Friday, January 4, 2013

Ford Birth Story Part 4

**Sorry for the delay in writing & posting Part 4. Life with four children = NO TIME**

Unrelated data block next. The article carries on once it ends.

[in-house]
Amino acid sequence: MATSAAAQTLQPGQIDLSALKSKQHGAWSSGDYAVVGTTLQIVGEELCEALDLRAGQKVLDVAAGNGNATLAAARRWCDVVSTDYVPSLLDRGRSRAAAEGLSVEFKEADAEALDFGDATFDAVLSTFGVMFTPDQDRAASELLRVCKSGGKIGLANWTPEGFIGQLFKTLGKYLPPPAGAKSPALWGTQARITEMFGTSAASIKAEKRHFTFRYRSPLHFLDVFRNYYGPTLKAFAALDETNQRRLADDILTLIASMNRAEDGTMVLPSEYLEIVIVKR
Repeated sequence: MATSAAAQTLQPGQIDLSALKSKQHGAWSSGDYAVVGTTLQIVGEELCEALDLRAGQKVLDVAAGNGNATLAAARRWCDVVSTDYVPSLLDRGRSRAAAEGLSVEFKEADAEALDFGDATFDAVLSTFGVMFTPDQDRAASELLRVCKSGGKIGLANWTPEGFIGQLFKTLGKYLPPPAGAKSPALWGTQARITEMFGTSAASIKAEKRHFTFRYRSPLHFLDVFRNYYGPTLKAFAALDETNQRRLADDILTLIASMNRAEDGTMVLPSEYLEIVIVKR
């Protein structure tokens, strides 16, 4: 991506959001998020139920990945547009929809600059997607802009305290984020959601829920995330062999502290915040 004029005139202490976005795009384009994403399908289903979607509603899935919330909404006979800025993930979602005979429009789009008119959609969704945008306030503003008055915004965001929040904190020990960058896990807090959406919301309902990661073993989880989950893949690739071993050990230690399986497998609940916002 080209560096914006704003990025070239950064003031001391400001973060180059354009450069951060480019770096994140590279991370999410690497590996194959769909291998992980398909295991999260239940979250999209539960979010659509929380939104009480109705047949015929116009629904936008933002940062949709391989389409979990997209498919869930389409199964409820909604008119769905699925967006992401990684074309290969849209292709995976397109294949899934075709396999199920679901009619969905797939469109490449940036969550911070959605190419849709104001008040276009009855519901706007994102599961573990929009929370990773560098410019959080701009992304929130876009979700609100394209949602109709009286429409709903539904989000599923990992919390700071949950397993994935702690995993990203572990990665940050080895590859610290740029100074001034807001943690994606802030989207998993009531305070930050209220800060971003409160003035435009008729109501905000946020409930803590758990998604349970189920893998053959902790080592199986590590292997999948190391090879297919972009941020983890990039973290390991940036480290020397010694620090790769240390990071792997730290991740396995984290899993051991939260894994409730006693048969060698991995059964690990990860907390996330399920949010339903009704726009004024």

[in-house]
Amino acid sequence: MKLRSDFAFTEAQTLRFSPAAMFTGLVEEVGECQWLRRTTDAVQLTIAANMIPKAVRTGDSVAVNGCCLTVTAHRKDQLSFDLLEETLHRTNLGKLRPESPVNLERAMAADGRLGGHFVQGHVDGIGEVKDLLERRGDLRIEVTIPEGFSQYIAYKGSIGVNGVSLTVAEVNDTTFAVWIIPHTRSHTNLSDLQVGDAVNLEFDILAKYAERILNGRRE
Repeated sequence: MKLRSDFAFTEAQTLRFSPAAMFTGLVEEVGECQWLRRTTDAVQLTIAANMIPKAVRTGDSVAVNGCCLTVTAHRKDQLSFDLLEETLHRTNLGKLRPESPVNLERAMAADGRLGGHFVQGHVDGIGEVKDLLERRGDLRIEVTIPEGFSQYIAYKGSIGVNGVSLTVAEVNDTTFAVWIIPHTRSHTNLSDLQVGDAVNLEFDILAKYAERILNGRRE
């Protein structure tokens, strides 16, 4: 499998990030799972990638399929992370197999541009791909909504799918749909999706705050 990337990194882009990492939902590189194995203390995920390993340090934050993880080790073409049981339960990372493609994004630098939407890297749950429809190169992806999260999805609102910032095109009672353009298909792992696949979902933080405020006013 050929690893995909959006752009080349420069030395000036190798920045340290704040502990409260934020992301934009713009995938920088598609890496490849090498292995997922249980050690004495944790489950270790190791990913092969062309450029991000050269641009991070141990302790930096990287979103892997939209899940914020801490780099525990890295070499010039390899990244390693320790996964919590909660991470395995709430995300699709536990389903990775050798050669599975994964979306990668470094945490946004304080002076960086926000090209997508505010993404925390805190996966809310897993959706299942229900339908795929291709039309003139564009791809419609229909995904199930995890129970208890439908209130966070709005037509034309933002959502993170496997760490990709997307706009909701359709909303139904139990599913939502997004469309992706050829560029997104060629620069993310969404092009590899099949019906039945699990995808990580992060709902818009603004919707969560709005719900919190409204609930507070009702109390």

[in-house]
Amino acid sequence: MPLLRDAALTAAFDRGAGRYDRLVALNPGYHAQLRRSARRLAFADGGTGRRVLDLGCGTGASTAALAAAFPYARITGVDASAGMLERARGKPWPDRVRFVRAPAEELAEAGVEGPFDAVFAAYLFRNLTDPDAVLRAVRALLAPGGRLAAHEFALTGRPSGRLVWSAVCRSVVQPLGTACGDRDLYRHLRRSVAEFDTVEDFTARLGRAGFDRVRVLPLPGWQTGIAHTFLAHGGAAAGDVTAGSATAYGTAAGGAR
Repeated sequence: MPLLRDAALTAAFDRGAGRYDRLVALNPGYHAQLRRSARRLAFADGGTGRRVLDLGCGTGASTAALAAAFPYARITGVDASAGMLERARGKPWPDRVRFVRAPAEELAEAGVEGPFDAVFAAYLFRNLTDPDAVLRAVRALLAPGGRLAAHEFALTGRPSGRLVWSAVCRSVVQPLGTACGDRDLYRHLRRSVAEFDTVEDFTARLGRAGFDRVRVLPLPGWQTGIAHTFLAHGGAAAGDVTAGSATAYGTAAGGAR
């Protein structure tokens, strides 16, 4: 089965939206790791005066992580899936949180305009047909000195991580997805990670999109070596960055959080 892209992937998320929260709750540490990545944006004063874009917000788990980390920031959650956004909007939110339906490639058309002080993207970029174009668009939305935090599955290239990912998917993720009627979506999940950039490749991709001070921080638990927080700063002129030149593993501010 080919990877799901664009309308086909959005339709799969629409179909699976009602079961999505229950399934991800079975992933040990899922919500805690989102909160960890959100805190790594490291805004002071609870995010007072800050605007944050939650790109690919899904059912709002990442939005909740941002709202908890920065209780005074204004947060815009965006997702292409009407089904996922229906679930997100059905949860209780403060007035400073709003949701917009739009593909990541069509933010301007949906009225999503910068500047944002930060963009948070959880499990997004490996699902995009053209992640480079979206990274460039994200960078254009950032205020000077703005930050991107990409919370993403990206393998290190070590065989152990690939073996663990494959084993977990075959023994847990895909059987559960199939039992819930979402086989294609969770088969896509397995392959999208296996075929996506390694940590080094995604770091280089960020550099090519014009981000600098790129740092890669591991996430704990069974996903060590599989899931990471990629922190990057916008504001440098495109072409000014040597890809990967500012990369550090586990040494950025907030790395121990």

I opened my eyes after I had been "asleep" for what seemed like 20 minutes and at the same time 8 hours. "Was it the same day as when I was in that operating room?" The first thing I remember feeling was very warm and wrapped up in heavy blankets. Quite the stark contrast to having my hospital gown ripped off of me on an icy, metal OR table in a freezing cold operating room. I could see Marty sitting in a chair at the end of my bed and I recognized that I was in the recovery room right outside of where the operating rooms were. (I had been in that recovery room before with a friend.) I said, "Is he ok? Where is he?" He lifted his hand and pointed over toward the left side of my bed and said, "He's right there." And there he was. Lying in the warmer with the glow of the warming lights on him. He was quiet but moving his tiny arms & legs around. There is no way to write a description on how it felt to see him for the first time. Of course, there was always bliss every time I had seen one of my children right after they were born. But this was different. I went into that OR with the full realization that there was a chance my baby would not survive. Or if he did, there may be problems. And seeing him lying there next to me with no wires or tubes, just himself...peaceful, quiet...moving around like a perfect baby boy, was the biggest relief I've ever felt. And those words of description do what I was feeling no justice. Marty asked me if I wanted to hold him and I declined. I felt very groggy and was afraid I was going to drop him. So he brought him over to me and laid him on my chest and held onto him for me. I kissed him and took in that perfect, make you high with love, smell of a fresh newborn baby and thought, "We are ok. We are OK. Thank you God." The nurse came in and suggested I try to nurse him and I agreed. I think Marty, the nurse & Ford were the only ones contributing to that feeding session. I literally just lied there while they maneuvered everything to get Ford nursing. After he was done, my family started to come in to see me (who am I kidding. They were coming in to see Ford, not me.) one by one, and I have very little memory of the conversations we had. I do remember asking my sister how Taste of the Town (a local food showcase where we live where my family's cupcake store had a booth) was and she laughed and said, "You just had surgery and you're asking me how Taste of the Town was!?" My nurse came by later and referred to Ford as my miracle baby. I will never forget that. He was a miracle. The nurses & doctors were all afraid of what they would find when they pulled him out of my belly. A baby that had a Mom who had lost over half the blood in her body. A baby who had been deprived of oxygen because of that blood loss. A baby who had a heart rate so low that they got me from my hospital room to the OR and had him out all in less than 10 minutes. A baby who had all of those things going against him, and yet was completely fine. A miracle. My Mom came into the recovery room and was able to give Ford his very first bath. That has been a tradition for us...she always gave my babies their first bath in the room with us. This time was a little different because the bath area was not where I could see them, but I remember hearing her & the nurse & the water running and thinking, "This is nice. At least there is some tiny bit of normalcy to this delivery." After a while it was time for me to move out of recovery & back to my room. I remember when they wheeled my bed down the hallway and got outside of my room there were so many people standing around waiting for us. And I remember feeling like I wanted to say hi and talk to all of them but I didn't have the energy. I have vague memories of my family hanging out in my room for a short while but I was drifting in & out of sleep. No one stayed long and I didn't really get to bask in that moment and share it with all of them like I had previously with my other babies. I still mourn that loss. It was one of my favorite things about having a baby...the "party" that ensued after the delivery. Lots of people coming & going. Lots of pictures being taken. Lots of hugs & conversations with my family & friends. None of that this time. The only thing I could do was use every bit of my strength & energy to keep my eyes open so I could see what was going on in the room. I know I was up a lot that night feeding Ford, but it felt like I went to sleep for the next 2 days straight. For my last 2 babies my husband had left me to stay the night in the hospital to go stay with our other children at home, but he wasn't going anywhere this time. I could hardly move. The only thing I could offer to care for our newborn was feeding him. That's it. I couldn't rock him, sway him, change his diaper. Nothing. I needed my husband more than I ever have and he was there for me like he's never been. The next day I felt a little more aware but still drifted in & out of sleep all day. I remember answering a text from a sweet friend asking if I was up for visitors and saying, "Yeah! Sure! We'll just be hanging out, so come on by," and then quickly realizing I had no business having visitors. I could not function as a normal person. I asked another friend if she would let everyone know that I wasn't up for visitors after all. I hated to have to do that. And I hated that I wouldn't have my friends come by to see us & meet Ford. But I literally could not move. Could not sit up. Could not hold a conversation. Could not keep my eyes open. It was a very quiet day. We had a few family members come by and of course lots of nurses coming & going. They came in to give me a blood transfusion because I had lost so much blood. I will never look at donating blood the same again. I've never been able to give blood, but I've always wanted to. I will some day. Some stranger made the decision to donate blood. And I now have their blood. It was definitely a strange feeling when they hooked up that bag filled with deep crimson liquid and it began to flow through my IV, into my body. Someone else's blood was going into my body. Weird. And kind of creepy. But I am thankful for it. I had to have it. And thank goodness it was there. I ended up having a second transfusion, because the first one wasn't enough to replenish the supply I had lost. Well, actually even with both transfusions, I was nowhere near where I needed to be in terms of blood supply. But they just wanted to get my body to a place where it could start replenishing the supply for itself. I had no idea just how much that process would affect me & my recovery for the next weeks to come. Marty asked me how I felt about him going home on night number 2 and I asked him to please stay. I didn't think I could do it by myself. I still could barely move and hadn't even been out of bed since I first arrived at the hospital on that Thursday morning. So he slept on that horrible hospital couch/bed thing for yet another night and helped me muddle my way through taking care of our baby. By the next day I was ready to get out of that bed and take a shower. I will never forget putting my feet on the ground for the first time with the help of Marty & my nurse. I felt like I was a baby learning to walk for the first I had forgotten how to move my legs. And I felt like I weighed about 1000 pounds. Slowly but surely I made it to the bathroom and to the shower where I was able to give myself a shower. It was the longest shower of my life. I had to move ever so carefully & slowly and it took forever. But it was a glorious feeling when I got out, to have finally done something "normal" even though I felt very far from normal. The shower helped me perk up a bit and I felt much better that day. We had a few visitors and the kids finally got to come and meet Ford! They were so great with him. They all came strolling through the door in their "Big Sister/Big Brother" shirts, giddy with excitement. They took turns holding & kissing him. At one point I was able to get up & sit in a chair and Reagan took over my spot in the hospital bed, just snuggling with her new baby brother. A surreal & sweet moment. I had all of my FOUR children together in the same room. Welcome to life as a family of SIX. The thought of going home & caring for all of them as I recovered from my traumatic delivery was more than overwhelming. But it had to be done. Thank God for all of my family who stepped in to help me in the next coming weeks. I absolutely could not have done it without them. For the weeks after Ford came home I felt like I loved my life in 2 spots in my house. In my bed & in my comfy white chair. I sat in that chair & fed him and hardly got up, then I retreated to my bed at night and the next morning it started all over. I remember watching my Mom & my sister unloading dishes and putting laundry in the washer and yearning to just be able to do that stuff just be NORMAL again. I actually will never forget the first time I did unload the dishes for the first time after having Ford. It must've been weeks after I had him because I couldn't even bend over & back up for that long afterwards, but it was so freeing. I thought, "YES! I am UNLOADING THE DISHWASHER! Maybe, just maybe I WILL be normal again!"Slowly but surely I made it back to the land of the living & was able to start functioning as a wife & Mom again. Ford's delivery & the recovery from it was one of the hardest things I have ever been through. The feelings I had throughout that time are not soon forgotten. But it makes having him here & healthy that much more precious. His & my life were not guaranteed in those moments, but we pulled through. God must have some pretty big plans for Ford in the future and I can't wait to see what they are.